Do you remember My Big Gay Italian Wedding? The 2003 play that shared an off-Broadway theater with Naked Boys Singing? The one that was revived in 2010 and starred The Amazing Race’s Reichen Lehmkuhl (remember huh?) and, eventually, a rotating cast of Real Housewives, then soap stars, then drag queens?
Well, fugheddaboutit! We’re here to talk about the new film, which is a completely different animal.
My Big Gay Italian Wedding is the American-market name given to an Italian romantic comedy originally titled Puoi Baciare Lo Sposo (You May Kiss the Groom). The film is in Italian (with English subtitles), so naturally the action opens in… Berlin, where we meet Antonio (Cristiano Caccamo), a handsome, twenty-something Italian actor.
And we feel like we really are meeting Antonio since the opening scene is shot POV-style as Antonio, in voiceover, reminisces about his future boyfriend sweetly hitting on him at a café. The montage continues as Antonio recalls their first date (and kiss); visits to the beach, the market, and a park with friends; waking up in bed together; having a heated argument in, and outside of, a car; blowing out the candles on a birthday cake; and sampling red sauce from a wooden spoon. All the while, we view the couple’s romance and life together through the eyes of Antonio’s lover.
By the time the camera finally spins around, almost three minutes into the film, and we finally meet Antonio’s adorable “Neapolitan oaf,” the bearish bartender Paolo (Salvatore Esposito), in the kitchen of the Berlin apartment they share, the love between the two has been well established.
Which is good, since Antonio has just popped the question.
Paolo is an enthusiastic yes. But he wants to meet Antonio’s parents before the wedding. Conveniently, Antonio is leaving the next day to visit his parents in Italy for Easter. Inconveniently, he has yet to come out to his family. And perhaps his reluctance is justified: Paolo’s mother, in Naples, hasn’t spoken to her son since he came out to her three years prior. After some resistance, Antonio agrees to let Paolo join him for the family holiday.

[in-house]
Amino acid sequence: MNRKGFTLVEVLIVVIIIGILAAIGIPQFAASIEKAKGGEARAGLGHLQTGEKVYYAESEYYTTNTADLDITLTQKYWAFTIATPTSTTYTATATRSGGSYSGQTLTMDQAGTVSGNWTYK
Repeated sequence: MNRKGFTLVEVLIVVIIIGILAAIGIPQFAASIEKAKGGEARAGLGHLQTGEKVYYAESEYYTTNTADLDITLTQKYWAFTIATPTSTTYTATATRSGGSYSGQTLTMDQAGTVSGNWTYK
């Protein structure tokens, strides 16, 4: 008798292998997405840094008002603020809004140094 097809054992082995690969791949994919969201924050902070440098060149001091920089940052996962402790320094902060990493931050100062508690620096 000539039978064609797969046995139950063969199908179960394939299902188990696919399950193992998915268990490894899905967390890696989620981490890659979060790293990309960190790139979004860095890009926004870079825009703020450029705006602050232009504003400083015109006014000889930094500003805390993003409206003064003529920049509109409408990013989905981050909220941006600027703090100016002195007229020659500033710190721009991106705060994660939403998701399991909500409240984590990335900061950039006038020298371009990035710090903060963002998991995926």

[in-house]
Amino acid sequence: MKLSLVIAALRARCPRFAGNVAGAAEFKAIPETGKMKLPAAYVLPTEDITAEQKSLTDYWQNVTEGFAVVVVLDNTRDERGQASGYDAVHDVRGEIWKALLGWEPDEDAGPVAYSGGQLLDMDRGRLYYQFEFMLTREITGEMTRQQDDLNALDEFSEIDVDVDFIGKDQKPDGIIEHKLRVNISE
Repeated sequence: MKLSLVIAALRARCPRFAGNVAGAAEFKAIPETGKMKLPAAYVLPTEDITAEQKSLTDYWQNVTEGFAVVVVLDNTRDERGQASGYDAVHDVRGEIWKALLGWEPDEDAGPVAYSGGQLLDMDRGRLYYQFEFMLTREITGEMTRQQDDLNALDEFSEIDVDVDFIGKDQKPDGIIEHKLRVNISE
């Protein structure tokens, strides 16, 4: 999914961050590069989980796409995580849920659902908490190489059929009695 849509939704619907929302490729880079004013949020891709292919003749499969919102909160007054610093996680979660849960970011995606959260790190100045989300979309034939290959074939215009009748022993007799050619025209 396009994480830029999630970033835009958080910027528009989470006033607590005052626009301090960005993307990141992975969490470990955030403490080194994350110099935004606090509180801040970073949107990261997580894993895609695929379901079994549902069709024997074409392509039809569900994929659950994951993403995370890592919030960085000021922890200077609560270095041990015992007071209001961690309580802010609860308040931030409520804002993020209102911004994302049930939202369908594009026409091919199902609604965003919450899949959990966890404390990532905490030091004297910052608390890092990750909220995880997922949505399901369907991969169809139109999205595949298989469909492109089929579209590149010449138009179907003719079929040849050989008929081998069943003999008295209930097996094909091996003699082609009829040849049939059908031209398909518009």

Also along for the ride is Benedetta (Diana Del Bufalo), the couple’s mildly wacky chestnut-haired roommate — and landlord — also Italian. Benedetta has money: “I’m rich, and I don’t need to work.” She enjoys shopping and, apparently, company because, despite her wealth, when we meet Bene, she’s interviewing a prospective flatmate she found online.
Donato (Dino Abbrescia) is a white-haired, mustachioed bus driver (readers of a certain age may find Donato’s overall look very Captain Kangaroo), who’s left Italy because he needs time to sort things out after his wife and daughter caught him cross-dressing. Although Donato is flying solo, he doesn’t want to be left alone in the Berlin apartment, so he persuades Antonio to let him join the roommates on their Italian odyssey.
Antonio hails from Civita di Bagnoregio, a tiny town tucked inside the walls of a rocky fortress perched high on a volcanic outcropping in the Tiber River valley. His father, Roberto (Diego Abatantuono, a tan version of Orson Welles in those late ’70s ads for Paul Masson wine), is Civita’s mayor and is not pleased when Antonio announces that he and Paolo love each other and are getting married. His mother, Anna (Monica Guerritore, a no-nonsense Italian Annette Bening), tells the couple she is happy for them.
But Mama also has a few conditions that must be met if the prospective grooms want her blessing: They’ve got to hire (real-life) reality-TV wedding planner Enzo Miccio; Paolo’s mother must attend; the ceremony will be held in Civita; and… Roberto must officiate.
And you thought coming out was going to be the only challenge Antonio would face on the way to a happy ending!
No, in the space of a single speech at breakfast, Mama manages to unload an entre arsenal of plot complications into the second act. Just add one stalkerish ex-girlfriend, and away we go!
The ensuing hijinks, including a detour to Naples, an oracular goat, and a spare mother at the wedding, are charming and good fun. Occasionally, the farce falls flat (a brief, unlikely plot twist involving Benedetta and Donato comes to mind). And the story, by director Alessandro Genovesi, would have benefited from the addition of a little exposition — and redemption! — between the story’s surprisingly villainous nadir and it’s Mamma Mia!-esque finale. But the production design is lush; the cinematography, vibrant; the performances, strong; and the characters surprisingly relatable.
It’s no wonder My Big Gay Italian Wedding’s a hit in Italy: Released last month, the film racked up $2.2 million in ticket sales in its first two weeks alone. Next stop? South Florida, for its international premiere. Or you can catch it in theaters later this year.
My Big Gay Italian Wedding opens the 20th Miami edition of the OUTshine Film Festival on Friday, April 20. The screening — the Italian film’s international premiere — includes a swell after-party (Tito’s Vodka open bar and nibbly bits, ladies!), both held at the Scottish Rite Temple (471 NW 3rd St, Miami). Advance tix ($55 members/$65 guests): outshinefilm.com.
OUTshine’s Miami festival runs from April 20-29. (Its Fort Lauderdale edition returns in October.) Pick up a copy of Hotspots next week for full coverage of the jam-packed Miami slate of events and screenings.